- Title: Persepolis
- Author:Marjane Satrapi
- Publisher: Penguin Random House
- Bought From: Barnes & Noble
- Synopsis from Amazon:
“A New York Times Notable Book
A Time Magazine “Best Comix of the Year”
A San Francisco Chronicle and Los Angeles Times Best-seller
Wise, funny, and heartbreaking, Persepolis is Marjane Satrapi’s memoir of growing up in Iran during the Islamic Revolution. In powerful black-and-white comic strip images, Satrapi tells the story of her life in Tehran from ages six to fourteen, years that saw the overthrow of the Shah’s regime, the triumph of the Islamic Revolution, and the devastating effects of war with Iraq. The intelligent and outspoken only child of committed Marxists and the great-granddaughter of one of Iran’s last emperors, Marjane bears witness to a childhood uniquely entwined with the history of her country.
Persepolis paints an unforgettable portrait of daily life in Iran and of the bewildering contradictions between home life and public life. Marjane’s child’s-eye view of dethroned emperors, state-sanctioned whippings, and heroes of the revolution allows us to learn as she does the history of this fascinating country and of her own extraordinary family. Intensely personal, profoundly political, and wholly original, Persepolis is at once a story of growing up and a reminder of the human cost of war and political repression. It shows how we carry on, with laughter and tears, in the face of absurdity. And, finally, it introduces us to an irresistible little girl with whom we cannot help but fall in love.”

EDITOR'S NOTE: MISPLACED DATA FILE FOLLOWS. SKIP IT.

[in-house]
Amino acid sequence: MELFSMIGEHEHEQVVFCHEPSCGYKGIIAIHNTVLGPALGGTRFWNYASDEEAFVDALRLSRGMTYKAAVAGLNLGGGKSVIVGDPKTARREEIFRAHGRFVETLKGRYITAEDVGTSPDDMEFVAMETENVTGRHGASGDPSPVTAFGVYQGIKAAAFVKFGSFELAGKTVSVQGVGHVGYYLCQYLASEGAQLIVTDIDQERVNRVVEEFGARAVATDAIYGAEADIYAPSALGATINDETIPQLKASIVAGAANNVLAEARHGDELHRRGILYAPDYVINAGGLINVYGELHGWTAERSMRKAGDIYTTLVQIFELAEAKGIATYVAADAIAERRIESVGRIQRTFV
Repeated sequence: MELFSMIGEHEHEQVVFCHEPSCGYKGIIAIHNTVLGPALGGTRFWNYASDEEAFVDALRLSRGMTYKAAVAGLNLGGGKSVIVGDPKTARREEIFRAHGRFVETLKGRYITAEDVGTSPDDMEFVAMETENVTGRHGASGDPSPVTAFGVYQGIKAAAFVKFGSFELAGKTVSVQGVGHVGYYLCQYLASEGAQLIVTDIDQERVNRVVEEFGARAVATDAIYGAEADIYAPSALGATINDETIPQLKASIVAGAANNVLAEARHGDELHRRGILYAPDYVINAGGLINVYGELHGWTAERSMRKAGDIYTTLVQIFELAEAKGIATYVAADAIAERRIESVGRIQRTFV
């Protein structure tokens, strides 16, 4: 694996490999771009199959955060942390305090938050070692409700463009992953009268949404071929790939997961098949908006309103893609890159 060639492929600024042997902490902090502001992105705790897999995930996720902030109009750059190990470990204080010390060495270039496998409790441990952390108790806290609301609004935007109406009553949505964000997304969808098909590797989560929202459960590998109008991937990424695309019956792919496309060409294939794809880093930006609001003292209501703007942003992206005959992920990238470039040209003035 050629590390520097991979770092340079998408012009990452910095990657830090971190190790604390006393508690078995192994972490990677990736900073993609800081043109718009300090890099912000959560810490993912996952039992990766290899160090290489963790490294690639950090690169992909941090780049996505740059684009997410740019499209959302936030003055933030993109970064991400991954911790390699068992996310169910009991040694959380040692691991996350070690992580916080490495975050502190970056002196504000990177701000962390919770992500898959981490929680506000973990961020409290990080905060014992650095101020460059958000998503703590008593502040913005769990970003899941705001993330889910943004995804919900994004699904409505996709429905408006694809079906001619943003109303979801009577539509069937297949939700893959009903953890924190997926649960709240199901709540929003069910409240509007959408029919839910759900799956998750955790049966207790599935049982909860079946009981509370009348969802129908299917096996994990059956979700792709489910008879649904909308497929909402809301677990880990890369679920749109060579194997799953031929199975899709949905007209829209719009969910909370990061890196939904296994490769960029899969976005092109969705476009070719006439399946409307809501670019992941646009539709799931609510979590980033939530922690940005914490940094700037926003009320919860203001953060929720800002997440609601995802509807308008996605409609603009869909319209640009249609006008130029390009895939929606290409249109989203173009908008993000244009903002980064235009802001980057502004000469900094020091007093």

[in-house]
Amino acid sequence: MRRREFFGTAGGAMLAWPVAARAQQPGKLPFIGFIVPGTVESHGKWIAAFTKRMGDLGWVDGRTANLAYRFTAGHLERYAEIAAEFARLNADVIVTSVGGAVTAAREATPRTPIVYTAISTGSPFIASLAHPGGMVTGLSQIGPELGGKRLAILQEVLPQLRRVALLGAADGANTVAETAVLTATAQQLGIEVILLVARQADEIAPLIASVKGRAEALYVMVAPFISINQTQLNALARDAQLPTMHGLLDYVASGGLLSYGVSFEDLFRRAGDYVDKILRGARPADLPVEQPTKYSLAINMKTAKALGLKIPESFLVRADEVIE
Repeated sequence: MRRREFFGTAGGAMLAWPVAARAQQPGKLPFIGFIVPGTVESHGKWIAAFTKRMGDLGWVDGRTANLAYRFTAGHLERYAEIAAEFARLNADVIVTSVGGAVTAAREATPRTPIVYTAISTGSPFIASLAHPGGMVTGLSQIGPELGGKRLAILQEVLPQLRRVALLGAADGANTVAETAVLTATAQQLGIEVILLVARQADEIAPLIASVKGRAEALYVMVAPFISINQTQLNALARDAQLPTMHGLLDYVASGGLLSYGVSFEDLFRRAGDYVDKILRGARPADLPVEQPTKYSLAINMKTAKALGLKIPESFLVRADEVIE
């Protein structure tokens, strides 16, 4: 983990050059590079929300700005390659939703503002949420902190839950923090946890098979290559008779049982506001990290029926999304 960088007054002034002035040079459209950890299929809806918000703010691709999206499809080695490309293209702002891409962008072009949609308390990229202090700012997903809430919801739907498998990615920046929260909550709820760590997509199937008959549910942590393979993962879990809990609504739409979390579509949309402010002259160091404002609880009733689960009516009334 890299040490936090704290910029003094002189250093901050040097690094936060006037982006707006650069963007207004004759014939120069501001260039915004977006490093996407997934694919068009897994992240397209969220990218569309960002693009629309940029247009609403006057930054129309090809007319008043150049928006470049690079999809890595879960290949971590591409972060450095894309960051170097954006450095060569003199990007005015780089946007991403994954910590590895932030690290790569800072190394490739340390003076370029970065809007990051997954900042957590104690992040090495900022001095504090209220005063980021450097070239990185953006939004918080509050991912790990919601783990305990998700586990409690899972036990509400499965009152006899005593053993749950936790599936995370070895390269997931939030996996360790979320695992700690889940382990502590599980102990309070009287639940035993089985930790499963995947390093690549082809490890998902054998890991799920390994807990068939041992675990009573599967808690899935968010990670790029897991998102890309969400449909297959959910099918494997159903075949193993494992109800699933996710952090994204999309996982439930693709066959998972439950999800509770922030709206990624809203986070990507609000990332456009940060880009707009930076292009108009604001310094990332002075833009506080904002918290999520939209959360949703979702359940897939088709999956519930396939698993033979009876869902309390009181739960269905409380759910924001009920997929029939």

Go read this graphic novel. Please. Just go. It will open your eyes to so many things. I never really understood what happened in Iran and this gives you an insight to it. Kind of like a brief history, except you are viewing it through a child’s eyes.
Marjane Satrapi has made it easy for people to understand by giving us the point of view of a war through a child’s eyes. She practically simplifies the whole thing for us. I honestly don’t know why it took me so long to read this graphic novel.
This novel could be used in both history and literary classes. They can learn about the Islamic Revolution in Iran along side learning literary themes such as coming of age, facing reality, change and tradition, and many other themes. Now, I don’t know if they could actually learn literary themes from this novel since these were events that actually happened and I’m no literary expert.
I had a great time reading this novel. It was pretty enjoyable and I found it very interesting. She does throw in a good amount of humor here and there which was nice since there seemed to be a lot of death and oppression.
I highly highly HIGHLY recommend yall read this book. Just allow it to happen and you won’t be disappointed.
Until next time yall!